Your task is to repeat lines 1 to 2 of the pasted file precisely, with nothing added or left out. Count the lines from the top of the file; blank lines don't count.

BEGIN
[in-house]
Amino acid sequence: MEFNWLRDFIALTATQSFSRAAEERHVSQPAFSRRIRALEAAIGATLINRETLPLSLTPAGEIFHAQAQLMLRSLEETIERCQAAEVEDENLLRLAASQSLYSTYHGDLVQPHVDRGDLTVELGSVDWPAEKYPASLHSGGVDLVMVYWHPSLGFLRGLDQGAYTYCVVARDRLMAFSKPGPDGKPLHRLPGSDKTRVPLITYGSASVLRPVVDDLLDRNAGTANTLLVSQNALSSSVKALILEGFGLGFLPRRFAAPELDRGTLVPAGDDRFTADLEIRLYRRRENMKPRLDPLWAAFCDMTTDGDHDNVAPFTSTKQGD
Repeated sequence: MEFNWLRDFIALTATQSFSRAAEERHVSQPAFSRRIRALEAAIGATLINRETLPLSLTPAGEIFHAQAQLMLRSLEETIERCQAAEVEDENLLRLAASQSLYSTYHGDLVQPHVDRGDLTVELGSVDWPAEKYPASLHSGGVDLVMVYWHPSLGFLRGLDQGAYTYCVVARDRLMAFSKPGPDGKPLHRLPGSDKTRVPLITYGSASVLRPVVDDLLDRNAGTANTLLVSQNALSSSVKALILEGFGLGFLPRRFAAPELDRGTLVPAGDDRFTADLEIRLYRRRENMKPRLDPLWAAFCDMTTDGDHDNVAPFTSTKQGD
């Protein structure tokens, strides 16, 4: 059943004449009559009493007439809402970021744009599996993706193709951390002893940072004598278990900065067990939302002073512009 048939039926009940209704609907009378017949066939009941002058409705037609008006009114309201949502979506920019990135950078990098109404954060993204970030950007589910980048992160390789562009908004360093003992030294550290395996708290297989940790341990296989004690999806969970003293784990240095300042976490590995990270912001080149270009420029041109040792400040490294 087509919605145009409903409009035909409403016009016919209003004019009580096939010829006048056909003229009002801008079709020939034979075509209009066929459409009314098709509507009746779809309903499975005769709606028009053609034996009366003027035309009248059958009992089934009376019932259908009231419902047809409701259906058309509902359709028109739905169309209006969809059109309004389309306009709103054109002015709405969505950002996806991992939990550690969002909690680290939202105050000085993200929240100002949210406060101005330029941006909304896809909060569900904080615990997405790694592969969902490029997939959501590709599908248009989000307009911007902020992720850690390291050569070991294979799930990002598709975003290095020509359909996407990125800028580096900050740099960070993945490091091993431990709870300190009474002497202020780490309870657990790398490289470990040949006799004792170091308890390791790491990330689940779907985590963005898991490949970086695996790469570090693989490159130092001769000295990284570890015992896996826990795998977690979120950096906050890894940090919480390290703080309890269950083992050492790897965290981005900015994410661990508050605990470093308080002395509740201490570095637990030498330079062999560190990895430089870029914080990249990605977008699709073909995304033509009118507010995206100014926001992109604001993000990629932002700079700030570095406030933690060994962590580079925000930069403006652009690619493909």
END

[in-house]
Amino acid sequence: MEFNWLRDFIALTATQSFSRAAEERHVSQPAFSRRIRALEAAIGATLINRETLPLSLTPAGEIFHAQAQLMLRSLEETIERCQAAEVEDENLLRLAASQSLYSTYHGDLVQPHVDRGDLTVELGSVDWPAEKYPASLHSGGVDLVMVYWHPSLGFLRGLDQGAYTYCVVARDRLMAFSKPGPDGKPLHRLPGSDKTRVPLITYGSASVLRPVVDDLLDRNAGTANTLLVSQNALSSSVKALILEGFGLGFLPRRFAAPELDRGTLVPAGDDRFTADLEIRLYRRRENMKPRLDPLWAAFCDMTTDGDHDNVAPFTSTKQGD